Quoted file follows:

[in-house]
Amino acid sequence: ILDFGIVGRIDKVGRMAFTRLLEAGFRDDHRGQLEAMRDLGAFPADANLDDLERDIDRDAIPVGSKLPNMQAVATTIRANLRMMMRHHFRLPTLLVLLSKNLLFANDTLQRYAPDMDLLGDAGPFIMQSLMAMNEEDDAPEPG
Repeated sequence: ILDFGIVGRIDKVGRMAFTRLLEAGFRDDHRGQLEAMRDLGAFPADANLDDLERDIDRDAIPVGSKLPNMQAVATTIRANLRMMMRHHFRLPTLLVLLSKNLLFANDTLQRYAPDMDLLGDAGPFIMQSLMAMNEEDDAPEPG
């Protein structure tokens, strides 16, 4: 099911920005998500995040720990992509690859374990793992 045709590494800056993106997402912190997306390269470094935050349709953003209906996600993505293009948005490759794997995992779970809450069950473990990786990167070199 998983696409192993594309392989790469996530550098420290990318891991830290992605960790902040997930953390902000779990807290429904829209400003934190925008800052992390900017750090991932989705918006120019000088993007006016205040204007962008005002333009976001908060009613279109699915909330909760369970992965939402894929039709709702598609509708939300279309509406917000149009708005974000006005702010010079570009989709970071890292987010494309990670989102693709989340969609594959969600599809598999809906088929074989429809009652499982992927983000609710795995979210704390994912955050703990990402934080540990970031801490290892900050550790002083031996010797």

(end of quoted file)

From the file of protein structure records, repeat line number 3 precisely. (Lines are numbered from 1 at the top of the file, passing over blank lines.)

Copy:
Repeated sequence: ILDFGIVGRIDKVGRMAFTRLLEAGFRDDHRGQLEAMRDLGAFPADANLDDLERDIDRDAIPVGSKLPNMQAVATTIRANLRMMMRHHFRLPTLLVLLSKNLLFANDTLQRYAPDMDLLGDAGPFIMQSLMAMNEEDDAPEPG